Sunset in Maui, Hawaii

Maui, Hawaii

Maui has something for everyone, including great snorkeling spots all around the island. Between the lava rocks, coves and sandy beaches, it's no wonder Maui's reputation is renowned among snorkelers. Make sure to drive out past Big Beach to the Ahihi Kinau Natural Area Reserve to enjoy this very unique spot for where no fishing is allowed. Experience memorable sea life encounters by taking a boat near Molokini, just off of Wailea Beach. Trips here are usually available via tour boats that take you to the best dive locations around the island and offer an amazing experience in the open waters.

Nusa Lembongan in Indonesia

Nusa Lembongan, Indonesia

There are many reasons to visit Bali, or the “Island of the Gods" as it is commonly referred to. But when you come to Bali with plans to snorkel, things are done a bit differently. What makes Bali such a cool experience is that in some spots, jumping in the waters and riding the water current provides a special way of snorkeling. Drift snorkeling, as it's called, can be a little intense. But what can beat letting your body flow with the current while your eyes spot all sorts of biodiversity? Once you have had your share of the fast-paced snorkeling, hire a boat for a short ride to Nusa Lembongan where the waters are calmer, making it an ideal spot for snorkelers of all levels.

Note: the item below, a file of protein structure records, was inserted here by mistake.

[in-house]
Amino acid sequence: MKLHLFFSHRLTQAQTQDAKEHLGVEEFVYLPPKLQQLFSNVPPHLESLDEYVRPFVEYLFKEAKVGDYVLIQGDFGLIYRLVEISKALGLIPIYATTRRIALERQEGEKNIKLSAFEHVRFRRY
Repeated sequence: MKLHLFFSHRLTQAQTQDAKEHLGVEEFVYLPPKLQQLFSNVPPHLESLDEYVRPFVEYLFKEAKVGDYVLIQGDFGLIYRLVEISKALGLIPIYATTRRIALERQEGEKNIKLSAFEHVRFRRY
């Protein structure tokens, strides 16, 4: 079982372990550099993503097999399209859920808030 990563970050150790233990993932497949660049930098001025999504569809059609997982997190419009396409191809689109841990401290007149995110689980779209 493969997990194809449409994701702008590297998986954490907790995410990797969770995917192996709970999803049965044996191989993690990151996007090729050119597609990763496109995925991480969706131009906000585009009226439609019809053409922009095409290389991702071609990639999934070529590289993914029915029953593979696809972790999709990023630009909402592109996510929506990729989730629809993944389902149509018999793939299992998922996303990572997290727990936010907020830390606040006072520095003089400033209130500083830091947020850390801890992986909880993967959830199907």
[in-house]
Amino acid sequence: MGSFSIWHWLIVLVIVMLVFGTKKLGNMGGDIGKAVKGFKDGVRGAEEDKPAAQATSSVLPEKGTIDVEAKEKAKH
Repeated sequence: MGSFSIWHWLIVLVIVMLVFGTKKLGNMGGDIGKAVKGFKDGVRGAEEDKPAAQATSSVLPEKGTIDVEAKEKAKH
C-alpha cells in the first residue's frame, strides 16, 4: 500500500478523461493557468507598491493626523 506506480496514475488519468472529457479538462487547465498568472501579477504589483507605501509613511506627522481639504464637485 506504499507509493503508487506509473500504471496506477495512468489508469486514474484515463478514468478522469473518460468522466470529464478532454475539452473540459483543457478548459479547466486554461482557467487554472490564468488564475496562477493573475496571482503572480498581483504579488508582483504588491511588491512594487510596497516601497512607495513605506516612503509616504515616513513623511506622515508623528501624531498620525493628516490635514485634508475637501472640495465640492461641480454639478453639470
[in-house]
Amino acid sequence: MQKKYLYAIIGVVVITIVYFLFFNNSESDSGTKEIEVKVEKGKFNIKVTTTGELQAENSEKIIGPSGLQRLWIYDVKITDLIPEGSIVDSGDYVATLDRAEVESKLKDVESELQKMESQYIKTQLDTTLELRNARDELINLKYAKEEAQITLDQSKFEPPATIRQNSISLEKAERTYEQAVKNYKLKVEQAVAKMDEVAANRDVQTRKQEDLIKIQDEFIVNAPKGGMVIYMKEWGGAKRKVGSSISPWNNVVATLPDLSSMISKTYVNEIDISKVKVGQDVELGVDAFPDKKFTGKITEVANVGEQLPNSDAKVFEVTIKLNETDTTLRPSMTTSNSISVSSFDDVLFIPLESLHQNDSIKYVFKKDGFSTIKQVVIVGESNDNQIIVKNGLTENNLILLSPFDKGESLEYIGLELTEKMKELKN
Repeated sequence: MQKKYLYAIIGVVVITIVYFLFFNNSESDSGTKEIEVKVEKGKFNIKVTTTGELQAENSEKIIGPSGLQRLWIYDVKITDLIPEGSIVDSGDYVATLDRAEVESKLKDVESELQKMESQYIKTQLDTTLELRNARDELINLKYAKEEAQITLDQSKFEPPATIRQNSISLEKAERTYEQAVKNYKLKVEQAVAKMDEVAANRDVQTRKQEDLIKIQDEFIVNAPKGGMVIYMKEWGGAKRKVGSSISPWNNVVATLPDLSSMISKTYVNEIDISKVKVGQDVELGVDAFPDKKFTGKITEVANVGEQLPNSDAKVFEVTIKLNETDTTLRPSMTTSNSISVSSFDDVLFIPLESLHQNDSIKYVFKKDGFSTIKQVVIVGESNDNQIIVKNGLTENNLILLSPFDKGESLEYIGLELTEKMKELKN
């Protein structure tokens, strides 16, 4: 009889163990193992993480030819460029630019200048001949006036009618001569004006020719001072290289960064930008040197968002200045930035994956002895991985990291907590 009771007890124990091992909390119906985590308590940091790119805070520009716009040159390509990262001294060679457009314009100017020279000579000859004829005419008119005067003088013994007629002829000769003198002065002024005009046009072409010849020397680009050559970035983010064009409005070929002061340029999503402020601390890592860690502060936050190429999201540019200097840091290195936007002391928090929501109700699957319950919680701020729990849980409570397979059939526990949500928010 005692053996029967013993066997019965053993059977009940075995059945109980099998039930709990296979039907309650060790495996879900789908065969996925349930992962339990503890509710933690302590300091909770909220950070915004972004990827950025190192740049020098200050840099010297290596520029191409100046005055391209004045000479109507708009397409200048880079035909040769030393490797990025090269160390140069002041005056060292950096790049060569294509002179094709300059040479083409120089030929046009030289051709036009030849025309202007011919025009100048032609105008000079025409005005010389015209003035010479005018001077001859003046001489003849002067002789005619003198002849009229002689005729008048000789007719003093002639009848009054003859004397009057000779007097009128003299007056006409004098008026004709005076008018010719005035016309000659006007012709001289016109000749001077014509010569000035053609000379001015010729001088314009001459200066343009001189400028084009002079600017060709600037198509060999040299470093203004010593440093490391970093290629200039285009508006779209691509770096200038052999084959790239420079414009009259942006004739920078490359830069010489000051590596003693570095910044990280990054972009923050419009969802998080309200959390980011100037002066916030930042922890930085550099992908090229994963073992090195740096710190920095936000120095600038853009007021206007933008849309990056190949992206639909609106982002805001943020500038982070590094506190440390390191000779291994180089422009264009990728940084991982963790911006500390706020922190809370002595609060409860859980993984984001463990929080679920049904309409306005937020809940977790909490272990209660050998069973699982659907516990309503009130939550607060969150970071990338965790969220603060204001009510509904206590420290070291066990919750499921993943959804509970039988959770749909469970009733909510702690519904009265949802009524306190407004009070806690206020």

Vie of Great Barrier Reef in Australia

Great Barrier Reef, Australia

With more than 3,000 individual reef systems and coral cays, the Great Barrier Reef in Australia is the largest and, hands down, the most desired coral reef in the world. A visit to Heron Island will provide you with the opportunity to swim next to and see approximately 60% of the species of fish that live along the reef. Beyond beach snorkeling, boats are available for hire from most coastal cities and can take you to some of the better locations for snorkeling. Popular reefs are located near the cities of Cairns, Port Douglas and Townsville.

If you go

Visit united.com or use the United app to plan your snorkeling adventure.